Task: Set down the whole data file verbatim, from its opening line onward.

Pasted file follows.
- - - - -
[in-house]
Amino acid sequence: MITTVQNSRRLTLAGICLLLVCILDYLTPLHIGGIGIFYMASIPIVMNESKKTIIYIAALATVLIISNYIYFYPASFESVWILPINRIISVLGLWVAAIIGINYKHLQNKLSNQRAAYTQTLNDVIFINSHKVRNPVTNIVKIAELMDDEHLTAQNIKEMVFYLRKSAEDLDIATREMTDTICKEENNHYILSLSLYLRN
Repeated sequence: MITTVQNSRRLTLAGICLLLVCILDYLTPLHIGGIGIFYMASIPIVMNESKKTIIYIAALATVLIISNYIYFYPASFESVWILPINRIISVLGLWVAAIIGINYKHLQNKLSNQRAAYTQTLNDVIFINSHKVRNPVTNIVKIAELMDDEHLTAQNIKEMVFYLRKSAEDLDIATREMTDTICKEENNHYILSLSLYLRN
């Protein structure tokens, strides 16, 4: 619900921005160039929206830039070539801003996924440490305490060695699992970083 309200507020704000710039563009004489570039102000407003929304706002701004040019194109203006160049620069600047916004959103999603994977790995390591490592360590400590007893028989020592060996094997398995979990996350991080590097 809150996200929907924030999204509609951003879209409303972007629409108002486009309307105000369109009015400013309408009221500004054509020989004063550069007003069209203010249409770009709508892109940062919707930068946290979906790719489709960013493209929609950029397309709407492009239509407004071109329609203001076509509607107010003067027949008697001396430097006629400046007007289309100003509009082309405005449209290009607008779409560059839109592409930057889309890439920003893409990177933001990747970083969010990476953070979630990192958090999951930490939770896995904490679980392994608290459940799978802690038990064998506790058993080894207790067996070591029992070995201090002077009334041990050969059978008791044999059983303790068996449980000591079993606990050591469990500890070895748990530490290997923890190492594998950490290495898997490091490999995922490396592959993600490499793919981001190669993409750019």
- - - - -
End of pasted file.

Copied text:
[in-house]
Amino acid sequence: MITTVQNSRRLTLAGICLLLVCILDYLTPLHIGGIGIFYMASIPIVMNESKKTIIYIAALATVLIISNYIYFYPASFESVWILPINRIISVLGLWVAAIIGINYKHLQNKLSNQRAAYTQTLNDVIFINSHKVRNPVTNIVKIAELMDDEHLTAQNIKEMVFYLRKSAEDLDIATREMTDTICKEENNHYILSLSLYLRN
Repeated sequence: MITTVQNSRRLTLAGICLLLVCILDYLTPLHIGGIGIFYMASIPIVMNESKKTIIYIAALATVLIISNYIYFYPASFESVWILPINRIISVLGLWVAAIIGINYKHLQNKLSNQRAAYTQTLNDVIFINSHKVRNPVTNIVKIAELMDDEHLTAQNIKEMVFYLRKSAEDLDIATREMTDTICKEENNHYILSLSLYLRN
């Protein structure tokens, strides 16, 4: 619900921005160039929206830039070539801003996924440490305490060695699992970083 309200507020704000710039563009004489570039102000407003929304706002701004040019194109203006160049620069600047916004959103999603994977790995390591490592360590400590007893028989020592060996094997398995979990996350991080590097 809150996200929907924030999204509609951003879209409303972007629409108002486009309307105000369109009015400013309408009221500004054509020989004063550069007003069209203010249409770009709508892109940062919707930068946290979906790719489709960013493209929609950029397309709407492009239509407004071109329609203001076509509607107010003067027949008697001396430097006629400046007007289309100003509009082309405005449209290009607008779409560059839109592409930057889309890439920003893409990177933001990747970083969010990476953070979630990192958090999951930490939770896995904490679980392994608290459940799978802690038990064998506790058993080894207790067996070591029992070995201090002077009334041990050969059978008791044999059983303790068996449980000591079993606990050591469990500890070895748990530490290997923890190492594998950490290495898997490091490999995922490396592959993600490499793919981001190669993409750019």